A- My sister brought Coltrane's record Om home from college when I was 15. To me that was the thing beyond Hendrix that I needed. That sent me looking into jazz, which meant that I had to learn about changes, scales, modes, etc. Om also, along with a lot of other input, led me to Ornette, Dolphy, Cecil Taylor, Ayler and the AACM.

Q- When you lived in Boston, early in your musical life, you organized a collective, Boston Improvisor Group (BIG). Tell us a little about that time in your life?

A- I moved to Boston in '75 when I was 20 years old. I was "studying" on my own and playing a bit with some people. Boston was hard for me because I wasn't in a school. I was an outsider with a lot of drive and passion. Eventually I met some great musicians who were like me: a great drummer named Tim Roberts, the bassist Sebastian Steinberg, Samm Bennett the percussionist.  There were so many great musicians there and once I got it going I got to know them better.  There were a lot of places to play but not many for Free Music and very little support of the kind that would suggest that we mattered. I plugged away regardless and released my first LP in 1983, Wraparound (riti).  Although I was living there and committed to the place I always made a point to connect with people in New York and elsewhere. I went to Europe with no work in 1981 and got a gig the day I landed. I was very intrigued by the idea of collectives in Chicago, St. Louis, NY and by the growing scene in New Haven when I left that city to go to Boston. Seeing how well organized the scene in Amsterdam was—a city the same size as Boston and similar in many ways—made me think that I should go back to Boston and organized a collective. Boston was full of musicians doing interesting things, who were competing with each other. Frank London and I put BIG together as an umbrella to pull it all together. It worked for a while, but the competition idea won. Later I regretted going back to Boston instead of moving to NY. I have a weird relationship with Boston. I finally moved out of that city for good in 2001 after a couple of tries. But that same year I started teaching at New England Conservatory in Boston. So I still go there all the time but I've lived in Connecticut for 16 years.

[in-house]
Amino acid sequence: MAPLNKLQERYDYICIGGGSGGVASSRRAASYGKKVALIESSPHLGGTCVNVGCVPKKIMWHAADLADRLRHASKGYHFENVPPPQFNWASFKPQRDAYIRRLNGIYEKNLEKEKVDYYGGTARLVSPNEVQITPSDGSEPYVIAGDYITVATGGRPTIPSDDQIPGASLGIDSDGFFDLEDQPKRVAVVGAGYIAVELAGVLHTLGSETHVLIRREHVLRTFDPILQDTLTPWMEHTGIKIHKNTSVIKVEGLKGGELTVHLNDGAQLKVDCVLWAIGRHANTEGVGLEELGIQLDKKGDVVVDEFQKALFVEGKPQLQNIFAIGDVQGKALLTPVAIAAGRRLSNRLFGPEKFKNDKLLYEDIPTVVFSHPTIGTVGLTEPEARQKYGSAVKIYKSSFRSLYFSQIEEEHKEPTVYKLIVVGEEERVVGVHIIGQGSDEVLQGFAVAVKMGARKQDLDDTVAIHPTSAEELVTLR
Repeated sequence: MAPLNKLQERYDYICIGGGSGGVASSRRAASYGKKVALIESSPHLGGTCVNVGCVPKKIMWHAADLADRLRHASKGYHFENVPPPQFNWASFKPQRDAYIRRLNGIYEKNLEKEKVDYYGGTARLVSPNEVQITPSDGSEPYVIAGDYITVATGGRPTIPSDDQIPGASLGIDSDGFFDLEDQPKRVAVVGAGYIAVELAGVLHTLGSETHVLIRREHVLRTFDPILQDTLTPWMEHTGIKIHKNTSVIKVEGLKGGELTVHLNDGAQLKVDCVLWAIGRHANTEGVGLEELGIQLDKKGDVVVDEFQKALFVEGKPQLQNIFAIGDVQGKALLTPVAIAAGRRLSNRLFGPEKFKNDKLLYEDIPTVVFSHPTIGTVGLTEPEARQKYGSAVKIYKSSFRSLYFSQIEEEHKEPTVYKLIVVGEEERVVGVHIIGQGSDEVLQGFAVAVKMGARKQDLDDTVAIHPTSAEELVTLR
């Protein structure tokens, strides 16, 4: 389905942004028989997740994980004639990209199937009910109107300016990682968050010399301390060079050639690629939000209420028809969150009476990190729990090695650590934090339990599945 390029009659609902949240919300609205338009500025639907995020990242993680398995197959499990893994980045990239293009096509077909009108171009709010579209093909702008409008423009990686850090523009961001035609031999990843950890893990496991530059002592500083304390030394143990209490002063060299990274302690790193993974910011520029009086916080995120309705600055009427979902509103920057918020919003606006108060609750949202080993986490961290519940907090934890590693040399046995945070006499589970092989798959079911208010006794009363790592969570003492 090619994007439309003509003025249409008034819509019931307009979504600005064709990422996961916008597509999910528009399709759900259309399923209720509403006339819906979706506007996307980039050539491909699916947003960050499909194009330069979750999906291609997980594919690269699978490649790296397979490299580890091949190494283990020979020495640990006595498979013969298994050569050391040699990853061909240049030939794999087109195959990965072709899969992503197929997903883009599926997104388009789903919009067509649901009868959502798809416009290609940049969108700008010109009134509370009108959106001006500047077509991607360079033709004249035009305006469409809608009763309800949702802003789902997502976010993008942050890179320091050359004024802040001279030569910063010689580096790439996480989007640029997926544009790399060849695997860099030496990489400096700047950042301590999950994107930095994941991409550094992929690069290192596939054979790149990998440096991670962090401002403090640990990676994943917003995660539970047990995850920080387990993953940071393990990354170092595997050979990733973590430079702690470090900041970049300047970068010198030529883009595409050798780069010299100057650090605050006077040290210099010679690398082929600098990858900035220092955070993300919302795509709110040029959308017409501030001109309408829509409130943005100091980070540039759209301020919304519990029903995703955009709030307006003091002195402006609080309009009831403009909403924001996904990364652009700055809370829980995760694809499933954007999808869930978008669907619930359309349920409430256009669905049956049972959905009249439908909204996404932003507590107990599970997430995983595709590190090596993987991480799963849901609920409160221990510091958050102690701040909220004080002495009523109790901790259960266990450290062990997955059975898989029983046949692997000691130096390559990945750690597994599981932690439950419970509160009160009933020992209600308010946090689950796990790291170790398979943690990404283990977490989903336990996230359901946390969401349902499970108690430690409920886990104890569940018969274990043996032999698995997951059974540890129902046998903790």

Q- In the past 15 years you've been performing/recording on bass as well as guitar. How did you make that decision?

A- I always wanted to play bass and finally after a couple of failures I bought a bass in 2000 and just started playing it, determined to stay with it. For years my focus as a composer was on what the bass did in the music. I was fixated on how the bass and drums worked in Free Music. My heroes were mostly bassists at that time.  I love the idea of just doing what I want to do and I wanted to play the bass. I thought I knew enough from listening to it so studiously for so long that I'd be able to play it. It's worked out pretty well.

Q- Favorite place in the world to play, public or private?

A- My favorite gig ever was a four-night run with my quartet in 2000 at the Hot Club of Lisbon Portugal. I love playing The Stone in NY. I like small rooms. I did a week at the Old Office at the Knitting Factory years ago and that was great. Small rooms fit my idea of sound. I like the intimacy of small rooms. The Stone is incredible and I love playing there.

Q- If you weren't playing music what would be occupying your time?

A- I hope I would be either a painter, or a fiction writer. Both of those things are in my head for the future and part of me thinks quitting music to try both or either of them would be great. I like the idea of walking away from music even though I love making music. It seems that a respectful way of ending my music career would be to walk away and do something totally different.

Q- Do you think playing, appreciating music that is mostly improvised requires a certain kind of intelligence?

A- Not really. If I can do this, anyone could. I reject the idea that there is a correct way to understand improvised music or a standard for how it should be done. I hold to the possibility that the next best, most interesting thing will come from a person who seems to know nothing, but knows something no one else knows.  I suppose it would challenge the perception of who is smart, and maybe that's the point. Although I think listening to music that has improvisation and studying improvisation all these years has in fact made me much smarter. It's a route to engagement with formulated abstraction. I don't know if you have to be intelligent to begin or if beginning and going into it makes you more intelligent.

Q- What do you know today that you didn't know 20 years ago?